>> Another example would be differently-numbered subsections, like:
>> 1.
>>   1.1.
>>   1.2.
>> 2.
>>   2.A)
>>   2.B)
>> In this example it really is just one list, otherwise the numbering will end up being wrong.
>> This example also shows why we (koffice) dislike the "define 10 levels in one list style".
>> Not all items in this list use the same style. style-override at the item level solves this indeed,
>> although it requires that one style is the "normal" one and the other one is the "override"
>> With text:numbered-paragraph and one level per list style, the above would simply 6 numbered
>> paragraphs pointing to whichever style they want to use.
>> ====
>> To be fair, if OOo is supposed to be implement text:list correctly, then I'm still very confused
>> by the semantics. For instance if I increase the level (e.g. using the tab key) I get two paragraphs
>> with the same number, see attached document. For 4 paragraphs of depths of 1/1/2/2, I would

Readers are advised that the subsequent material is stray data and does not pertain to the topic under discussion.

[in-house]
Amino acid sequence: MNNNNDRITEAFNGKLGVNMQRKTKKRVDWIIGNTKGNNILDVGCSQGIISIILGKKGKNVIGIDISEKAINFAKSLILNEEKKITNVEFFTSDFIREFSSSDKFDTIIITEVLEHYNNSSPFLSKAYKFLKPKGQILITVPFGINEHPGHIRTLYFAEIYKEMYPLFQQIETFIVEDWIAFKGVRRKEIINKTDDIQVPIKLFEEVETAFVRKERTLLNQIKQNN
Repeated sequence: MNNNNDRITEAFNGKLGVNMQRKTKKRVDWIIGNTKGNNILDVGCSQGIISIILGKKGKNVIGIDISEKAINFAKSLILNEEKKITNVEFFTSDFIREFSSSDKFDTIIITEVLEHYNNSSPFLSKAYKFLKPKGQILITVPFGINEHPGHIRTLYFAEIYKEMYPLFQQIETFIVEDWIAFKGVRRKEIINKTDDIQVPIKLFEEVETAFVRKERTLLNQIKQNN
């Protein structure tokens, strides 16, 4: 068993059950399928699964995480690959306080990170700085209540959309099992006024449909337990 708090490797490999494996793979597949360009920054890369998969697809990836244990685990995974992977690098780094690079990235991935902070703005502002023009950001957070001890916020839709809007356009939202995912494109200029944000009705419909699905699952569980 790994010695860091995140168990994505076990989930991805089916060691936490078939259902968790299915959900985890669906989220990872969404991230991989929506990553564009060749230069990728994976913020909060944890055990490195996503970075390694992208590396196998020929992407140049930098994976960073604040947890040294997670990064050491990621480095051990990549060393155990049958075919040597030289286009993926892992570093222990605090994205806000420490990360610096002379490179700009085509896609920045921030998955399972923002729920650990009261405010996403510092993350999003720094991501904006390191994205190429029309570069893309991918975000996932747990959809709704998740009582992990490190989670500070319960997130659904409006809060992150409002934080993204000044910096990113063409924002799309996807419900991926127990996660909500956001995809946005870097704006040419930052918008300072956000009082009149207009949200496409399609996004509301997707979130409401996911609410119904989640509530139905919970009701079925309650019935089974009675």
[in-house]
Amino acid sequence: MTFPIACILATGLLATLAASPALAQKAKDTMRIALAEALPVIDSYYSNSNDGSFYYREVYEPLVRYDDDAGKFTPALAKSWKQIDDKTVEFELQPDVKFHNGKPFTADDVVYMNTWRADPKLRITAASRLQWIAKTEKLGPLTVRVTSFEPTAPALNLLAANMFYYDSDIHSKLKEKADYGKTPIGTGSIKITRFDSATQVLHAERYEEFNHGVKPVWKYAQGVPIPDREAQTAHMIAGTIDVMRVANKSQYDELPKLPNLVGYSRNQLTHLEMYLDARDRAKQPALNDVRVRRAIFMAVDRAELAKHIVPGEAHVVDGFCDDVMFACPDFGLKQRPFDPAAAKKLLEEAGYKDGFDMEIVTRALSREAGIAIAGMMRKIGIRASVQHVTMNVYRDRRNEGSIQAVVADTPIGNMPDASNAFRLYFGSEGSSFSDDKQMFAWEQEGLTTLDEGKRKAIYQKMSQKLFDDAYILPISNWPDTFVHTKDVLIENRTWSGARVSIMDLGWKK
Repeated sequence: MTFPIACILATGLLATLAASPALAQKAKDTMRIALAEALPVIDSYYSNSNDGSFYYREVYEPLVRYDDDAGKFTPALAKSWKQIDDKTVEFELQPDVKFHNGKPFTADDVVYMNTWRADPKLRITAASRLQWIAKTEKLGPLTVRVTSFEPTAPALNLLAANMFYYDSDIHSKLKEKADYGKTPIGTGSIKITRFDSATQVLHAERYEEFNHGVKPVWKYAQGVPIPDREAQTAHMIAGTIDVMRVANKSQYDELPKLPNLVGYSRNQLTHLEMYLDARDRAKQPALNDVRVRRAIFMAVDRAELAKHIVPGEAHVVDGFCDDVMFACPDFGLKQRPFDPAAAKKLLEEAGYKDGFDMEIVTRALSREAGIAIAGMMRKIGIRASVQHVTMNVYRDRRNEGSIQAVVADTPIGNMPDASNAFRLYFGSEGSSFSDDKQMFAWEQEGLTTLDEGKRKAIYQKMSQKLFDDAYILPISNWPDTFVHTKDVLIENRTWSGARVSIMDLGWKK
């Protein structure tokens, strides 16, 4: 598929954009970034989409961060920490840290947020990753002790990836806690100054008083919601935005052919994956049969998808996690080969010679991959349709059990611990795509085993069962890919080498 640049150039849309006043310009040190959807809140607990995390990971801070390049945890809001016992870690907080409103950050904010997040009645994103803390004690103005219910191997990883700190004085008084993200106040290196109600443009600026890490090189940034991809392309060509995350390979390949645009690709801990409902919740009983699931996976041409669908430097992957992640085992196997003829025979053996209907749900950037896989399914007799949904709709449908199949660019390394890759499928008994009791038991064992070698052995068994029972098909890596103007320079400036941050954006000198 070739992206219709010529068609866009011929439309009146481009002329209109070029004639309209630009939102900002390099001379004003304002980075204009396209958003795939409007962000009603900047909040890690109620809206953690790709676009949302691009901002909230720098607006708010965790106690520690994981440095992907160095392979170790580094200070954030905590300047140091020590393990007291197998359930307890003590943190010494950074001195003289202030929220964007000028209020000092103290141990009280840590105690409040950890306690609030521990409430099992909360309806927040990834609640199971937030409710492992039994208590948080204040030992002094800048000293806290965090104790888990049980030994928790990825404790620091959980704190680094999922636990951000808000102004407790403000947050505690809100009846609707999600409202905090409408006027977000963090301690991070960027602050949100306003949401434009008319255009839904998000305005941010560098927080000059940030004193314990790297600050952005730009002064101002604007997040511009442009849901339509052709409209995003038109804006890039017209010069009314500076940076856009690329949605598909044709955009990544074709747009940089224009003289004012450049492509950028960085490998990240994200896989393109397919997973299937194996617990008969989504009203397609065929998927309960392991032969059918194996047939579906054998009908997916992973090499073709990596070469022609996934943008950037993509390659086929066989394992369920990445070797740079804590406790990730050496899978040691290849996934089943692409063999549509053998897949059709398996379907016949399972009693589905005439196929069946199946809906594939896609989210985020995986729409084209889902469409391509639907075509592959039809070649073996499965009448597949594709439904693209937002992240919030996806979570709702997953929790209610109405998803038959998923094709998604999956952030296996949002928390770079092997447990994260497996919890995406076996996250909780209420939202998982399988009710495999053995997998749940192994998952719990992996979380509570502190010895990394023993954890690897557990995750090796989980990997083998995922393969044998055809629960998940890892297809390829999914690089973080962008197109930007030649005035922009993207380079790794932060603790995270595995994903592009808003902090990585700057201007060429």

>> expect to get A/B/a/b or A/B/1/2 or A/B/<nothing>/<nothing> or A/B/A/B if the same style is 
>> defined for level 2, but certainly not A/B/B/C !?
>> Why does ODF define 10 levels in one style, while even the OOo GUI doesn't do that? "Numbering 4"
>> is "A) B) C) D)", but doesn't say anything about what happens at level 2 and below.
>> Not that I would want it to :) But then I would assume that A) B) is used at level 2 as well, unless
>> I select another numbering style for those paragraphs.
>>> We later introduced <text:numbered-paragraph> elements. The problem we face here is that 
>>> we don't have a <text:list> element, and therefore no way to decide to which list (or 
>>> numbering) they belong. One option would be to define that they all belong to the same 
>>> numbering, and to add an attribute that starts the numbering at a certain paragraph. Other 
>>> options are to re-use the list-style, or to use list-ids. I don't have a clear opinion